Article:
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But to see her was to love her,
Love but her, and love forever.
Had we never loved sae kindly,
Had we never loved sae blindly,
Never met or never parted,
We had ne'er been broken-hearted.

By day or night, in weal or woe,

That heart, no longer free, Must bear the love it cannot show,

And silent, ache for thee.

LORD BYRON.

MAID OF ATHENS, ERE WE PART.

Ζώη μου σας αγαπώ.*

Fare thee weel, thou first and fairest!
Fare thee weel, thou best and dearest !
Thine be ilka joy and treasure,
Peace, enjoyment, love, and pleasure !
Ae fond kiss, and then we sever!
Ae fareweel, alas, forever !
Deep in heart-wrung tears I'll pledge thee;
Warring sighs and groans I'll

MAID of Athens, ere we part, Give, O, give me back my heart ! Or, since that has left my breast, Keep it now, and take the rest! Hear my vow before I go,

Ζώη μου σάς αγαπώ. .

wage thee.

ROBERT BURAS.

THE VOW.

In holy night we made the vow ;

And the same lamp which long before Had seen our early passion grow

Was witness to the faith we swore.

By those tresses unconfined,
Wooed by each Ægean wind ;
By those lids whose jetty fringe
Kiss thy soft cheeks' blooming tinge ;
By those wild eyes like the roe,
Ζώη μου σας αγαπώ.

.

Did I not swear to love her ever ;

And have I ever dared to rove? Did she not own a rival never

Should shake her faith, or steal her love?

By that lip I long to taste;
By that zone-encircled waist ;
By all the token-flowers that tell
What words can never speak so well ;
By love's alternate joy and woe,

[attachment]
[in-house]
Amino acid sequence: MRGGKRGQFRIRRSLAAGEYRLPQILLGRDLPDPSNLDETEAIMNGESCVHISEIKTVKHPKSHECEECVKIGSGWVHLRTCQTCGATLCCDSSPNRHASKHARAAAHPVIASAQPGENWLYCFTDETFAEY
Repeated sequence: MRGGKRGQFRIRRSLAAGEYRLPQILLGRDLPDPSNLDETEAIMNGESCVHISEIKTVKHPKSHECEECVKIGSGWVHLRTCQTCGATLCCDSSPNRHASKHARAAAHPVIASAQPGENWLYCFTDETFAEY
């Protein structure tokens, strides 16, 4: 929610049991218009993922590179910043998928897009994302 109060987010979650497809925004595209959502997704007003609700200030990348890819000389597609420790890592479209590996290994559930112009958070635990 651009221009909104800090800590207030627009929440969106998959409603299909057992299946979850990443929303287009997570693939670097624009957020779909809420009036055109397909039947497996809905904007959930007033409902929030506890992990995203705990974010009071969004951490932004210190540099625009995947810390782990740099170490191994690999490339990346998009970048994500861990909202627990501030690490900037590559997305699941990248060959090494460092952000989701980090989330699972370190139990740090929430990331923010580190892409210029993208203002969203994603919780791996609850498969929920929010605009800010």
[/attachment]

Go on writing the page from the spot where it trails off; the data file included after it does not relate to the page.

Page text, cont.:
Ζώη μου σας αγαπώ.

Yet now she says those words were air,

Those vows were written all in water, And by the lamp that saw her swear

Has yielded to the first that sought her.

Froin the Greek of MELEAGER,

by JOHN HERMAN MERIVALE.

Maid of Athens ! I am gone.
Think of me, sweet! when alone.
Though I fly to Istambol,
Athens holds my heart and soul :
Can I cease to love thee? No!

Ζώη μου σάς αγαπώ. .

LORD BYRON,

THE KISS, DEAR MAID.

THE HEATH THIS NIGHT MUST BE MY BED.

THE kiss, dear maid! thy lip has left

Shall never part from mine,
Till happier hours restore the gift

Untainted back to thine.

SONG OF THE YOUNG HIGHLANDER, SUMMONED FROM THE

SIDE OF HIS BRIDE BY THE “FIERY CROSS" OF KOD). ERICK DHU.

Thy parting glance, which fondly beams,

An equal love may see : The tear that from thine eyelid streams

Can weep no change in me.

THE heath this night must be my bed,
The bracken curtain for my head,
My lullaby the warder's tread,

Far, far from love and thee, Mary ;
To-morrow eve, more stilly laid,
Mly couch may be my bloody plaid,
My vesper song, thy wail, sweet maid !

It will not waken me, Mary!

I ask no pledge to make me blest

In gazing when alone ;
Nor one memorial for a breast

Whose thoughts are all thine own.

Nor need I write to tell the tale

My pen were doubly weak: 0, what can idle words avail,

Unless the heart could speak ?

I may not, dare not, fancy now
The grief that clouds thy lovely brow,
I dare not think upon thy vow,

And all it promised me, Mary.

* Zoë inou, sas agapo, -- My life, I love thee.

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He says,

HERO TO LEANDER.

“The morning star

Climbs the horizon's bar.
0, Go not yet, my love,
The night is dark and vast;

She says, “Then quick depart:
The white moon is hid in her heaven above,